Venezuela – ripe for US intervention? By Sohan Sharma, Sue Tracy and Surinder Kumar
The installation of Hugo Chavez as president of Venezuela in 1998 marked a major and brave attempt by the people of Venezuela to break free both from the past that had imprisoned the country and a future that, under the dictates of neo-liberalism, held out little hope of improvement for the poor. Not surprisingly, as Sharma, Tracy and Kumar show, it is an attempt that is under constant threat from powerful vested interests. This article documents the salient features of Venezuelan history that continue to shape the country’s social and economic structure, analyses the current moves to reshape that structure and the challenges that are constantly being mounted against it.
Sohan Sharma is professor emeritus, California State University, Sacramento; Sue Tracy is a hazard waste scientist based in Sacramento and Surinder Kumar teaches at the Maharishi Dayanand University, Rohtak, India.
Deaths at Europe’s borders by Liz Fekete
That Europe is attempting to exert ever-stricter control over entry across its borders is well known. But what is less well understood is how these measures of control are, in themselves, contributing to an increasing death toll among those seeking to enter. Liz Fekete documents the loss of lives at sea as desperate migrants are forced into making ever-more circuitous and perilous journeys in unseaworthy vessels. And, while millions of euros are spent on sophisticated maritime surveillance projects, little is spent on averting the humanitarian disasters that result.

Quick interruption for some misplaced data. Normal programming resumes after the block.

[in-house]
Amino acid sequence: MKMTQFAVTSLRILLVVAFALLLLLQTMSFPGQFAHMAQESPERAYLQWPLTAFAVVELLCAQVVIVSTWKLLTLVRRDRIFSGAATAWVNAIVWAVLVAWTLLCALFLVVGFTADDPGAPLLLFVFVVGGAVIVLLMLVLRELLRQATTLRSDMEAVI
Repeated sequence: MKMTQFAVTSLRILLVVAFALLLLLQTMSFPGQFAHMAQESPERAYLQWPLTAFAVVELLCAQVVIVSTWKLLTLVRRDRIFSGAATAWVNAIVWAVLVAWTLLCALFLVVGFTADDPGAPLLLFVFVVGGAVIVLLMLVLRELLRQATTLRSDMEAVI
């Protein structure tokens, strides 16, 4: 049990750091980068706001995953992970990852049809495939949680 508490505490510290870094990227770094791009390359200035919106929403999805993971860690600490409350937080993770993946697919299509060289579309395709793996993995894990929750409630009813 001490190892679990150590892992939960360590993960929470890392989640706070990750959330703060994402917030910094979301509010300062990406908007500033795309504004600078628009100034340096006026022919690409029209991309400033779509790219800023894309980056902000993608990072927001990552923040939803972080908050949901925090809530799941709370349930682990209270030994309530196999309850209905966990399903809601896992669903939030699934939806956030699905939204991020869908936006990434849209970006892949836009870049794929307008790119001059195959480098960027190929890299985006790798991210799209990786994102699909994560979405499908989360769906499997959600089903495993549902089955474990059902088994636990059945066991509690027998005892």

Liz Fekete is senior researcher on the European Race Audit of the Institute of Race Relations and is the author of Racism: the hidden cost of September 11.
Is another renaissance possible? By E G Vallianatos
Turning to the perennial lessons of Greek history for inspiration, Vallianatos throws a new light on the relationship between the US and Europe. In the process, he dissects the anti-humanist and anti-life nature of modern social and economic organisation and issues a lyrical call to imagine a new, possible future. ‘We need to invent a new science that is tainted not so much with power but with ethics, ecology and civilisation. Aristoteles argued that cataclysms repeatedly reduce human societies to a point where it is necessary to search in the rubble to rediscover human culture. We are not yet the refugees of a global catastrophe, but we are headed in that direction.’
E G Vallianatos is the author, among other works, of From Graikos to Hellene and Harvest of Devastation, and is a visiting professor of agrarian policy and the global environment at the University of Maryland.
Race & Class is published quarterly, in January, April, July and October, by Sage Publications for the Institute of Race Relations; individual subscriptions are £27/$47, for four issues, with an introductory rate of £20/$35 for new subscribers.